Civil War Foreign Policy Governance Religion War

The Policy Prescriptions of Pope Francis

By Barbara F. Walter

President_Barack_Obama_with_Pope_Francis_at_the_Vatican,_March_27,_2014

President Barack Obama meets with Pope Francis at the Vatican on March 27, 2014. By the White House.

Pope Francis has spoken surprisingly little about political violence. What he has said, however, has been powerful. In a speech on September 1, 2013, the pope spoke out against political violence by declaring that “war begets war, violence begets violence.”

This statement is simple but true. One of the best predictors of whether a country will experience civil war is whether it has experienced a civil war in the past (see here and here). There are many reasons for this. One reason is that war and violence exacerbate the conditions that contribute to war breaking out in the first place. Countries that were poor and weak to begin with become even poorer and weaker as a result of civil war. In addition, leaders who emerge victorious from civil war often do not institute the necessary political reforms to prevent renewed violence in the future (e.g., inclusive and effective governance). The decision to use violence, therefore, often creates the conditions for more violence, not less. This is true even when violent resistance is initiated with the best of intentions – to institute political reform and improve social welfare.

Is the opposite also true? Does peace beget more peace?

The answer appears to be yes. One of the best predictors of whether a country will remain at peace is the number of years since its last violent conflict. The more years of peace a country experiences, the more years of peace it is likely to sustain moving forward.

On one level, this should be no surprise. Gandhi, Mandela, and Martin Luther King, Jr. all preached – and lived – peace in the face of deeply institutionalized injustices and brutality. Each of them was able to transform their societies without the use of violence. In addition, Buddhist teachings have long emphasized that a culture of peace naturally emerges when individuals in a society choose to become peaceful, gentle, and caring. Produce peace and you get more peace. Produce violence and you get more violence.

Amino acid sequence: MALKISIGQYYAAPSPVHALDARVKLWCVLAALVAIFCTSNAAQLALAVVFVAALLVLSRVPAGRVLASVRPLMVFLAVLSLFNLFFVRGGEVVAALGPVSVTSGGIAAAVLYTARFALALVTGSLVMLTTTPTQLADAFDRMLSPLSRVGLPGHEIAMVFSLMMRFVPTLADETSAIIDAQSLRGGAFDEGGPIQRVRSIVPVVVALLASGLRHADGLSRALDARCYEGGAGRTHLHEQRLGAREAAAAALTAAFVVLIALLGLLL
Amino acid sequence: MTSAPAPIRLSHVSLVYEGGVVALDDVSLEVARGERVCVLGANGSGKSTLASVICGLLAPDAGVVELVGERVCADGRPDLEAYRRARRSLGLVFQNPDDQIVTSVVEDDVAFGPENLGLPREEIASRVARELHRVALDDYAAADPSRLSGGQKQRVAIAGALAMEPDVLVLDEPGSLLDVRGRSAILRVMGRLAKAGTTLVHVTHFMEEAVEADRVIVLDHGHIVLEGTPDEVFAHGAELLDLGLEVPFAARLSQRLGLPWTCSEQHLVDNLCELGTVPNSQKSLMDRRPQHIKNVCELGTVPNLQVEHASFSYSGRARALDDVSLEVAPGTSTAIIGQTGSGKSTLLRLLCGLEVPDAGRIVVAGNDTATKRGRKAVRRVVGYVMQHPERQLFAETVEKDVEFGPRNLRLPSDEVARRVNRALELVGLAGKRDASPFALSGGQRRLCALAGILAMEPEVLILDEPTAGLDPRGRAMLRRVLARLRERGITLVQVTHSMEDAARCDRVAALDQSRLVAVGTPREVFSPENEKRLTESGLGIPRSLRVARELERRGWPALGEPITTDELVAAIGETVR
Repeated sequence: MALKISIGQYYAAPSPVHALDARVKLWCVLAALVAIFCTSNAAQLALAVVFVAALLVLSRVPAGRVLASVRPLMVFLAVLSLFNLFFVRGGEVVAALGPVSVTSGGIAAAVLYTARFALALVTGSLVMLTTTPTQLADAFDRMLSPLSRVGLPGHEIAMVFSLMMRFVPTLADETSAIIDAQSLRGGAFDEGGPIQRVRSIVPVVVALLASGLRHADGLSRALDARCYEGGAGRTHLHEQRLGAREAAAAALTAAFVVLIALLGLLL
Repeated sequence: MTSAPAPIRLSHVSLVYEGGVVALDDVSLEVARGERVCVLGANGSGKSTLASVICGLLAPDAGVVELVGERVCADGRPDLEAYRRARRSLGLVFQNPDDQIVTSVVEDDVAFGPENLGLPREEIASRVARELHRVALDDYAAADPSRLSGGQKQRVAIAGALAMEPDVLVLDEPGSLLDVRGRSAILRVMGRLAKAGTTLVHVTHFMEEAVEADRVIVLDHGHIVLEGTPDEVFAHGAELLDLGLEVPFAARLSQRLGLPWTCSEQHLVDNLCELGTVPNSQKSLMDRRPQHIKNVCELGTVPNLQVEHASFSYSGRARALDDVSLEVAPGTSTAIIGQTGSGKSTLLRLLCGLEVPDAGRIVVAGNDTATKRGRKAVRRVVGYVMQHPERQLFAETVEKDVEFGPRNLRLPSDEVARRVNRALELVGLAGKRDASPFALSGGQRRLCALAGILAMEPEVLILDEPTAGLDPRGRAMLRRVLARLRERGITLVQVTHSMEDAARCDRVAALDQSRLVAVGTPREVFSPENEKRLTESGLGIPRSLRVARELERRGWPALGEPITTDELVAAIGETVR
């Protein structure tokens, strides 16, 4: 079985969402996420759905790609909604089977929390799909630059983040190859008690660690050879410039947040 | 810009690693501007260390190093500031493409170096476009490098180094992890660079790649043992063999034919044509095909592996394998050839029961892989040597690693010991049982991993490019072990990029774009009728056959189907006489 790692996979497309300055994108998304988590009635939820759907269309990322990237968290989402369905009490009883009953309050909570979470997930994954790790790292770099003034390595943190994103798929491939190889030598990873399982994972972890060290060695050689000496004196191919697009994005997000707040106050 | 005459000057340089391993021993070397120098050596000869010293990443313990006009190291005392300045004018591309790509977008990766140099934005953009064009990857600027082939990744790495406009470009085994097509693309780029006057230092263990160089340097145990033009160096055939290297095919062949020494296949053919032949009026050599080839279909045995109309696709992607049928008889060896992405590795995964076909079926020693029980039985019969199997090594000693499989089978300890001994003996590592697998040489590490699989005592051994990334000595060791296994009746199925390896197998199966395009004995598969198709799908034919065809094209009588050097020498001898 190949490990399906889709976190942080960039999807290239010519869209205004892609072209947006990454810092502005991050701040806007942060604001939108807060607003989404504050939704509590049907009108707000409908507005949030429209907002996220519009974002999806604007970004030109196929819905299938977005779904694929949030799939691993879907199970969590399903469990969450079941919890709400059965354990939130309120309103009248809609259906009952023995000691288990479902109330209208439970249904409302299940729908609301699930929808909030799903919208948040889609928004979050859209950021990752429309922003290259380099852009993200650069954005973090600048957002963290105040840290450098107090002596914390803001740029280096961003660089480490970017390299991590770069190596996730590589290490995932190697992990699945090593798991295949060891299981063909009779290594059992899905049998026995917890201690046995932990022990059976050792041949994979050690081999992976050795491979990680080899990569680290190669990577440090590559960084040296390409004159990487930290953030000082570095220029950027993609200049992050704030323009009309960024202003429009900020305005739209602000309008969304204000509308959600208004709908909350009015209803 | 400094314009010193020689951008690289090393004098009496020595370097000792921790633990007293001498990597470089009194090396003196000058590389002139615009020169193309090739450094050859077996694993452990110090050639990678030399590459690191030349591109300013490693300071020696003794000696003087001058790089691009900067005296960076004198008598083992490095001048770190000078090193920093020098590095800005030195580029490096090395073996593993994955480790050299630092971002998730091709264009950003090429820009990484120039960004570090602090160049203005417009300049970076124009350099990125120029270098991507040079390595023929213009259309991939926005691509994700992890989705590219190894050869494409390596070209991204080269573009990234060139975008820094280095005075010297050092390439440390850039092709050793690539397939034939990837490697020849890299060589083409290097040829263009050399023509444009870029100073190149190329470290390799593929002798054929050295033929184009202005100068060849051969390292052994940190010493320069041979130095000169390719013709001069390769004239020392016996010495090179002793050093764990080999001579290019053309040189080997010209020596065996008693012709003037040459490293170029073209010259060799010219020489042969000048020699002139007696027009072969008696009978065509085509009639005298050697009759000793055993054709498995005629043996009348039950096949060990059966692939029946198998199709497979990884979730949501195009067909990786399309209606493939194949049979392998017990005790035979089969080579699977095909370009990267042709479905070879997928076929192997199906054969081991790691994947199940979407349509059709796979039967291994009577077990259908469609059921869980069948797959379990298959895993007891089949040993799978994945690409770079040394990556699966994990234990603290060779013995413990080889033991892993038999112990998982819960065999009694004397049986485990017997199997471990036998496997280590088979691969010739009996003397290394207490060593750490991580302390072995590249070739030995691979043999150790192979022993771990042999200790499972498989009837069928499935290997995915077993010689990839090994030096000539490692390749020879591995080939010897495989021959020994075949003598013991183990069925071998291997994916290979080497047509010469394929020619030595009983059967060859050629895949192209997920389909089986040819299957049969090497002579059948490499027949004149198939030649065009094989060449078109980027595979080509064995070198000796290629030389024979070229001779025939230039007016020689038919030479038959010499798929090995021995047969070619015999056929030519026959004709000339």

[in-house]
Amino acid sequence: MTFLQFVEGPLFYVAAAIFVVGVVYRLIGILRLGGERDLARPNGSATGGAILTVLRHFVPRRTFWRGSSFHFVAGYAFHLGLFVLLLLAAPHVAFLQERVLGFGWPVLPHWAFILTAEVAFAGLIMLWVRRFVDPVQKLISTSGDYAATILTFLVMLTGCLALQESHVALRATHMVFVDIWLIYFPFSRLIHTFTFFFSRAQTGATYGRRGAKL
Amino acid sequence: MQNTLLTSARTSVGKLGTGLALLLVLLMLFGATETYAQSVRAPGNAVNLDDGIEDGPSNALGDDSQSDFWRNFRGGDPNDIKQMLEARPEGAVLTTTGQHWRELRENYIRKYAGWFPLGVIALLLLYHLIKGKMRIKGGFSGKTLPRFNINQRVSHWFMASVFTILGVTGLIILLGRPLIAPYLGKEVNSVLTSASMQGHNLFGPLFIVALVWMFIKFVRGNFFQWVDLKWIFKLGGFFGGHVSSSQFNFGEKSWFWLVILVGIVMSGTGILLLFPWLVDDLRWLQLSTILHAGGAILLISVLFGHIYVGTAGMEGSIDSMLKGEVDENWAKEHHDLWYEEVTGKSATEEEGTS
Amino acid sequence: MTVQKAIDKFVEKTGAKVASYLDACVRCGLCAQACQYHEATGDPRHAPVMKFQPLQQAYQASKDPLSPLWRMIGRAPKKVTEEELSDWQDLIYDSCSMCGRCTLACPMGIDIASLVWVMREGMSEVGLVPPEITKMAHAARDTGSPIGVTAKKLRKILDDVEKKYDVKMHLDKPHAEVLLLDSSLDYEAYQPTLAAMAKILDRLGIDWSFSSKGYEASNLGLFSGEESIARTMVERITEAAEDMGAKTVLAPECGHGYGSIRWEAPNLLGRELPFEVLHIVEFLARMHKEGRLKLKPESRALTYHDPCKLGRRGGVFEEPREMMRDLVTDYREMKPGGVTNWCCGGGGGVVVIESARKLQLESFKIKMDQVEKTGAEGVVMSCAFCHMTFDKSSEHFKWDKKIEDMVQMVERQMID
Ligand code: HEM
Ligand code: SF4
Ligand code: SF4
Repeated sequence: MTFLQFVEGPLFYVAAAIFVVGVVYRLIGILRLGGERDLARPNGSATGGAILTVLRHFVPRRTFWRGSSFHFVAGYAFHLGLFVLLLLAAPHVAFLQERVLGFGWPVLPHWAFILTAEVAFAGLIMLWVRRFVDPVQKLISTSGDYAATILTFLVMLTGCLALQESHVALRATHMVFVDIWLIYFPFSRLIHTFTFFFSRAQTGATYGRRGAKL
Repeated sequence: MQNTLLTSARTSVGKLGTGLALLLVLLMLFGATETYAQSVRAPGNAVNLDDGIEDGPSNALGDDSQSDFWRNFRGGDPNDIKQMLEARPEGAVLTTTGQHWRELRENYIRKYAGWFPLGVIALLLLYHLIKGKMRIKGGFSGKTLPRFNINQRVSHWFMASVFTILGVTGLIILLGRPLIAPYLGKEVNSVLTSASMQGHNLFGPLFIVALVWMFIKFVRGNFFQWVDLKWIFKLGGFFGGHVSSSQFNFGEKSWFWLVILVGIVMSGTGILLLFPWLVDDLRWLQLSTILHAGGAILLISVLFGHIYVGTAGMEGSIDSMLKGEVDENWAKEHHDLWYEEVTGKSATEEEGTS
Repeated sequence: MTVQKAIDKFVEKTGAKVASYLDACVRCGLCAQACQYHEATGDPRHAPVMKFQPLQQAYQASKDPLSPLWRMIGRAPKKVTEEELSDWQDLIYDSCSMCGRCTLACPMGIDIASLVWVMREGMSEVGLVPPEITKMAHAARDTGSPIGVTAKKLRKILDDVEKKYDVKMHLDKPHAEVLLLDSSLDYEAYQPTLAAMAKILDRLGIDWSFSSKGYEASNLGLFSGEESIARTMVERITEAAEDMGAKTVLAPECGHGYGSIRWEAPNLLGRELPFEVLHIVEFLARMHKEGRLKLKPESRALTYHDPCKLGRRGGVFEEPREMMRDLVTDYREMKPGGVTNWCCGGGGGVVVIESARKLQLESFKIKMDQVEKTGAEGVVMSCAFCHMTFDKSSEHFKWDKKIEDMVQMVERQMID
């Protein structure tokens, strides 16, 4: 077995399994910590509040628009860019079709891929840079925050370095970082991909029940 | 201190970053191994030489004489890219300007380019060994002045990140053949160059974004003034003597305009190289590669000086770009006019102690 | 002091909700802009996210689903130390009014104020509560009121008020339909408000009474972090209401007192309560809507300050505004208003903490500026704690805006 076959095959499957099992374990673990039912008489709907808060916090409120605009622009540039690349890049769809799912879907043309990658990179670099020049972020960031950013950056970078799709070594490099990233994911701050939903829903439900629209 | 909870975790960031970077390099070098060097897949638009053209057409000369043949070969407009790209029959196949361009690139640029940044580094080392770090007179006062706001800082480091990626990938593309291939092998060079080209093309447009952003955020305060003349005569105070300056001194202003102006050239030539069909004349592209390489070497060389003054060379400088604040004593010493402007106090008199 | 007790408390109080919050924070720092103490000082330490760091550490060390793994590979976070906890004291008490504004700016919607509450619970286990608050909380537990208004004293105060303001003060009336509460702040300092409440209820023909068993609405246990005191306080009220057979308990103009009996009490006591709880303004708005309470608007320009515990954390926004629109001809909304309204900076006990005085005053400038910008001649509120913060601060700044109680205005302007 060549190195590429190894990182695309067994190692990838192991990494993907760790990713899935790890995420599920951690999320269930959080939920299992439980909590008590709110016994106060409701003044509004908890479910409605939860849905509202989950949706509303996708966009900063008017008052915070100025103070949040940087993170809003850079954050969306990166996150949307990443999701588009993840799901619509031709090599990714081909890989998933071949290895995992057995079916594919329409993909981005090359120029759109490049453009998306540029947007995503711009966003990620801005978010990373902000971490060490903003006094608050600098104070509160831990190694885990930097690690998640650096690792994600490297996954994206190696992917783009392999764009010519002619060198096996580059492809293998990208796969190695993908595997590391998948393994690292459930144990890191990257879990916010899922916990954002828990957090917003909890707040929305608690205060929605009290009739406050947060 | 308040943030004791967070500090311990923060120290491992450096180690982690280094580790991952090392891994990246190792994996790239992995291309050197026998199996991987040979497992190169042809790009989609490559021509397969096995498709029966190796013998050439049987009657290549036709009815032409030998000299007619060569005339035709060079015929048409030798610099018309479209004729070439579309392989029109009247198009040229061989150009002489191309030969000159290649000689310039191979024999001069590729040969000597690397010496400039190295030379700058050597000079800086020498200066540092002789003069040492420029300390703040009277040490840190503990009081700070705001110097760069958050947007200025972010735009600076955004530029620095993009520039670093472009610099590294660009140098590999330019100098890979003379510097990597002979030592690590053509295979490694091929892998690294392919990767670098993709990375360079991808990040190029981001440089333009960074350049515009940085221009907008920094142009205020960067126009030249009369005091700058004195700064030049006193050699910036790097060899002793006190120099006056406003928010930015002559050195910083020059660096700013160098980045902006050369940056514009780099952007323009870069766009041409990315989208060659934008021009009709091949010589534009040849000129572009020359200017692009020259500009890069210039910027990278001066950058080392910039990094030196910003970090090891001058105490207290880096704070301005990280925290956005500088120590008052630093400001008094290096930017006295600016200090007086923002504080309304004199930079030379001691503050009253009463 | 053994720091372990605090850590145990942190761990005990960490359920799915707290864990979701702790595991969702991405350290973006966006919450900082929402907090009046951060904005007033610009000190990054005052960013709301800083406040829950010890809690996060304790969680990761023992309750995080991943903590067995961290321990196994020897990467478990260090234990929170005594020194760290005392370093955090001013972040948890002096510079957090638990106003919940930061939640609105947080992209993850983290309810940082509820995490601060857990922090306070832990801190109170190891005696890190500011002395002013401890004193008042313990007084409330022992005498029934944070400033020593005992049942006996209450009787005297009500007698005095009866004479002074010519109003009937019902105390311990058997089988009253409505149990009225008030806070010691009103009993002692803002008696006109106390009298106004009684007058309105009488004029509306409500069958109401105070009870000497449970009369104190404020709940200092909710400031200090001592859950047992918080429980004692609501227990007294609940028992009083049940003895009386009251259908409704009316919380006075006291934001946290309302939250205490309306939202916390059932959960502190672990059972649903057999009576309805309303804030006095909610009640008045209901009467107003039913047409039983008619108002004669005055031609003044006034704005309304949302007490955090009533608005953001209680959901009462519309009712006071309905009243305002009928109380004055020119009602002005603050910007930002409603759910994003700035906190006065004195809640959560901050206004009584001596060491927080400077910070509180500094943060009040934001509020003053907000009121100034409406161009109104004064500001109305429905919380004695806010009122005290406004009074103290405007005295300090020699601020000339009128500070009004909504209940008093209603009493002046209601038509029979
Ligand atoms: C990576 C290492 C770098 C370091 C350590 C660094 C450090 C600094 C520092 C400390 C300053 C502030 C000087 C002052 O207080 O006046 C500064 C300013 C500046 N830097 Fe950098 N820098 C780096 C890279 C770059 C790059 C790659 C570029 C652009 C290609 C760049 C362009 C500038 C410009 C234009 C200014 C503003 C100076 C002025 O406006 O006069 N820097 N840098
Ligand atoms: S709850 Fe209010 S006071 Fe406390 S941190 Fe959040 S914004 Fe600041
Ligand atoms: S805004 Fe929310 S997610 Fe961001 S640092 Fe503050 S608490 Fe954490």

Research bears this out. In their award-winning book on non-violent protests, Erica Chenoweth and Maria Stephan found that governments are less likely to use violence against protesters who themselves refuse to use violence. When protesters start throwing rocks and shooting, soldiers do the same. Peace, it turns out, really does beget peace.

As a result, the simple message of Pope Francis should resonate with those making policy in Washington DC. For the last 14 years, the United States has turned to military force to solve crises and conflicts, rather than looking towards more peaceful methods of conflict resolution. The result is that the United States has perpetuated violence rather than perpetuated the conditions for peace. If the US hopes to escape the cycles of violence we have helped to create in the Middle East, we must re-orient ourselves away from violence. If peace begets peace, we should do everything possible to build a culture of negotiation, cooperation, and dialogue. As Pope Francis stated so simply, “this is the only way to peace”.

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